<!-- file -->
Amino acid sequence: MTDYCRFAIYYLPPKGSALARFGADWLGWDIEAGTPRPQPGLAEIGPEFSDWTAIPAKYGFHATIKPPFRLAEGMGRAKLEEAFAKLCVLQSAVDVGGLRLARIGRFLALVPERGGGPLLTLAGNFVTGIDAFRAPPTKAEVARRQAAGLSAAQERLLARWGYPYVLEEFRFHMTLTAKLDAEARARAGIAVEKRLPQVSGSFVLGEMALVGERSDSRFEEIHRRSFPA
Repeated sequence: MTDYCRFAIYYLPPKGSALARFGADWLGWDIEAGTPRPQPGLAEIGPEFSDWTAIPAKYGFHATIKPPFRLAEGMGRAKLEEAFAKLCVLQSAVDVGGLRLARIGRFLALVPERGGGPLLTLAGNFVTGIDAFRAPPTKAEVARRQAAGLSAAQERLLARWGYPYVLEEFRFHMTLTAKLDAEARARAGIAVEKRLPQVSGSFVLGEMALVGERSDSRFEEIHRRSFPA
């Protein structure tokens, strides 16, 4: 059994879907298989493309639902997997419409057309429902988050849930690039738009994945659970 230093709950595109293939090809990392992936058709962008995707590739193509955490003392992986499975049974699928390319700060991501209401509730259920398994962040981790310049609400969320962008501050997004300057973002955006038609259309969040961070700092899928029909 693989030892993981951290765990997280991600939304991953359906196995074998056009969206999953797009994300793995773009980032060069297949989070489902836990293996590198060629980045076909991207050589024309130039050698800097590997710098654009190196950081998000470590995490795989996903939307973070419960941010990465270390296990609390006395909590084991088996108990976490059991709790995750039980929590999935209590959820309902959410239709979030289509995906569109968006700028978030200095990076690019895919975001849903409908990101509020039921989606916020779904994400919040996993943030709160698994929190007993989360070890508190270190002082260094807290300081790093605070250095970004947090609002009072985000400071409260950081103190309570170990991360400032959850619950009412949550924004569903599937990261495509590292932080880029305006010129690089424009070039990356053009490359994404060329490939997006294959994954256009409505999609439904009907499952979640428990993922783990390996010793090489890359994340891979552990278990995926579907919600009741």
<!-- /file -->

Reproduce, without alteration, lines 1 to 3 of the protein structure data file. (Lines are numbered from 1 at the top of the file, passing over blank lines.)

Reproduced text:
Amino acid sequence: MTDYCRFAIYYLPPKGSALARFGADWLGWDIEAGTPRPQPGLAEIGPEFSDWTAIPAKYGFHATIKPPFRLAEGMGRAKLEEAFAKLCVLQSAVDVGGLRLARIGRFLALVPERGGGPLLTLAGNFVTGIDAFRAPPTKAEVARRQAAGLSAAQERLLARWGYPYVLEEFRFHMTLTAKLDAEARARAGIAVEKRLPQVSGSFVLGEMALVGERSDSRFEEIHRRSFPA
Repeated sequence: MTDYCRFAIYYLPPKGSALARFGADWLGWDIEAGTPRPQPGLAEIGPEFSDWTAIPAKYGFHATIKPPFRLAEGMGRAKLEEAFAKLCVLQSAVDVGGLRLARIGRFLALVPERGGGPLLTLAGNFVTGIDAFRAPPTKAEVARRQAAGLSAAQERLLARWGYPYVLEEFRFHMTLTAKLDAEARARAGIAVEKRLPQVSGSFVLGEMALVGERSDSRFEEIHRRSFPA
């Protein structure tokens, strides 16, 4: 059994879907298989493309639902997997419409057309429902988050849930690039738009994945659970 230093709950595109293939090809990392992936058709962008995707590739193509955490003392992986499975049974699928390319700060991501209401509730259920398994962040981790310049609400969320962008501050997004300057973002955006038609259309969040961070700092899928029909 693989030892993981951290765990997280991600939304991953359906196995074998056009969206999953797009994300793995773009980032060069297949989070489902836990293996590198060629980045076909991207050589024309130039050698800097590997710098654009190196950081998000470590995490795989996903939307973070419960941010990465270390296990609390006395909590084991088996108990976490059991709790995750039980929590999935209590959820309902959410239709979030289509995906569109968006700028978030200095990076690019895919975001849903409908990101509020039921989606916020779904994400919040996993943030709160698994929190007993989360070890508190270190002082260094807290300081790093605070250095970004947090609002009072985000400071409260950081103190309570170990991360400032959850619950009412949550924004569903599937990261495509590292932080880029305006010129690089424009070039990356053009490359994404060329490939997006294959994954256009409505999609439904009907499952979640428990993922783990390996010793090489890359994340891979552990278990995926579907919600009741």